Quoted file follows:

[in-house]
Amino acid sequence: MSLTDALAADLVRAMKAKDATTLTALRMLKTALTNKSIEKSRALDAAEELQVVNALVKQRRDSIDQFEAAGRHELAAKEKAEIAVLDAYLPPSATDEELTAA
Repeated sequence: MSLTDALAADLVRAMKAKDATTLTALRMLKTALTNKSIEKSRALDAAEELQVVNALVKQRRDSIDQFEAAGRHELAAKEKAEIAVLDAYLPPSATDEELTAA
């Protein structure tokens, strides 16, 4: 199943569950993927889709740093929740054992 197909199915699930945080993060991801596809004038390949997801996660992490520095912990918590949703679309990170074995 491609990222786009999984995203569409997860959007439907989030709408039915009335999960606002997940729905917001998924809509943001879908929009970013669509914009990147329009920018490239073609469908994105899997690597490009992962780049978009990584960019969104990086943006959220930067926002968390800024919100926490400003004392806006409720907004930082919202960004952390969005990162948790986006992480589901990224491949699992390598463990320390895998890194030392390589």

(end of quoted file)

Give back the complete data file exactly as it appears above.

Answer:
[in-house]
Amino acid sequence: MSLTDALAADLVRAMKAKDATTLTALRMLKTALTNKSIEKSRALDAAEELQVVNALVKQRRDSIDQFEAAGRHELAAKEKAEIAVLDAYLPPSATDEELTAA
Repeated sequence: MSLTDALAADLVRAMKAKDATTLTALRMLKTALTNKSIEKSRALDAAEELQVVNALVKQRRDSIDQFEAAGRHELAAKEKAEIAVLDAYLPPSATDEELTAA
């Protein structure tokens, strides 16, 4: 199943569950993927889709740093929740054992 197909199915699930945080993060991801596809004038390949997801996660992490520095912990918590949703679309990170074995 491609990222786009999984995203569409997860959007439907989030709408039915009335999960606002997940729905917001998924809509943001879908929009970013669509914009990147329009920018490239073609469908994105899997690597490009992962780049978009990584960019969104990086943006959220930067926002968390800024919100926490400003004392806006409720907004930082919202960004952390969005990162948790986006992480589901990224491949699992390598463990320390895998890194030392390589």